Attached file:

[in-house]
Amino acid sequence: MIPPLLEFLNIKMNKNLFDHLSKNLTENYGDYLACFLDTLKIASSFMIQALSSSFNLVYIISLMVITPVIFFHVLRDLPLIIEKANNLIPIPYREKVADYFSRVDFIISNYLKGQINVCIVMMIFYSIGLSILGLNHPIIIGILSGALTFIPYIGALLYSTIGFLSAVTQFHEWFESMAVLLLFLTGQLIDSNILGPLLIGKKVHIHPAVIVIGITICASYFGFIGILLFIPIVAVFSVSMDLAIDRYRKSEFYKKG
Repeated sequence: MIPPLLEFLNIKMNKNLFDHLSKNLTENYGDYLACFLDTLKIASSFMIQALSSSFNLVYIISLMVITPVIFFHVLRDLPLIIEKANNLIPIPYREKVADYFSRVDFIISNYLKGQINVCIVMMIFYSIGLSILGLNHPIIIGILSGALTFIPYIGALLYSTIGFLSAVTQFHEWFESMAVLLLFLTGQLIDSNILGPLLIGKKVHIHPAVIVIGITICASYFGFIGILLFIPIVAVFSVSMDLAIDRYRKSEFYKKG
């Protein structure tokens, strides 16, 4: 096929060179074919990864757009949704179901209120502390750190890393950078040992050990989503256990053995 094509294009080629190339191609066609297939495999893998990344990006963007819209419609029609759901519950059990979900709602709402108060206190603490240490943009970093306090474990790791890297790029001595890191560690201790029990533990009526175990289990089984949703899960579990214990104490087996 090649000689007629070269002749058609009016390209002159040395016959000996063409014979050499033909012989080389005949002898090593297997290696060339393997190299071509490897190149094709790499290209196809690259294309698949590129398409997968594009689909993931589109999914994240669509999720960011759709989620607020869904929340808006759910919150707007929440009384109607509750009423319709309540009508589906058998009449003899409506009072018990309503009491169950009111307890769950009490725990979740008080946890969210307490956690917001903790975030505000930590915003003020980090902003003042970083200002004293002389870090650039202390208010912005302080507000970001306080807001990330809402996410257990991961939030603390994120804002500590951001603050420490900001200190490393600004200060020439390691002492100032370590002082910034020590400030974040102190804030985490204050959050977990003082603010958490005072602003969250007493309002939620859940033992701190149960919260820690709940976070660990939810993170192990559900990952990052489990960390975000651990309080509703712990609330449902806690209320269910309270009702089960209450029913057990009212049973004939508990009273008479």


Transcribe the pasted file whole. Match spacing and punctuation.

[in-house]
Amino acid sequence: MIPPLLEFLNIKMNKNLFDHLSKNLTENYGDYLACFLDTLKIASSFMIQALSSSFNLVYIISLMVITPVIFFHVLRDLPLIIEKANNLIPIPYREKVADYFSRVDFIISNYLKGQINVCIVMMIFYSIGLSILGLNHPIIIGILSGALTFIPYIGALLYSTIGFLSAVTQFHEWFESMAVLLLFLTGQLIDSNILGPLLIGKKVHIHPAVIVIGITICASYFGFIGILLFIPIVAVFSVSMDLAIDRYRKSEFYKKG
Repeated sequence: MIPPLLEFLNIKMNKNLFDHLSKNLTENYGDYLACFLDTLKIASSFMIQALSSSFNLVYIISLMVITPVIFFHVLRDLPLIIEKANNLIPIPYREKVADYFSRVDFIISNYLKGQINVCIVMMIFYSIGLSILGLNHPIIIGILSGALTFIPYIGALLYSTIGFLSAVTQFHEWFESMAVLLLFLTGQLIDSNILGPLLIGKKVHIHPAVIVIGITICASYFGFIGILLFIPIVAVFSVSMDLAIDRYRKSEFYKKG
């Protein structure tokens, strides 16, 4: 096929060179074919990864757009949704179901209120502390750190890393950078040992050990989503256990053995 094509294009080629190339191609066609297939495999893998990344990006963007819209419609029609759901519950059990979900709602709402108060206190603490240490943009970093306090474990790791890297790029001595890191560690201790029990533990009526175990289990089984949703899960579990214990104490087996 090649000689007629070269002749058609009016390209002159040395016959000996063409014979050499033909012989080389005949002898090593297997290696060339393997190299071509490897190149094709790499290209196809690259294309698949590129398409997968594009689909993931589109999914994240669509999720960011759709989620607020869904929340808006759910919150707007929440009384109607509750009423319709309540009508589906058998009449003899409506009072018990309503009491169950009111307890769950009490725990979740008080946890969210307490956690917001903790975030505000930590915003003020980090902003003042970083200002004293002389870090650039202390208010912005302080507000970001306080807001990330809402996410257990991961939030603390994120804002500590951001603050420490900001200190490393600004200060020439390691002492100032370590002082910034020590400030974040102190804030985490204050959050977990003082603010958490005072602003969250007493309002939620859940033992701190149960919260820690709940976070660990939810993170192990559900990952990052489990960390975000651990309080509703712990609330449902806690209320269910309270009702089960209450029913057990009212049973004939508990009273008479």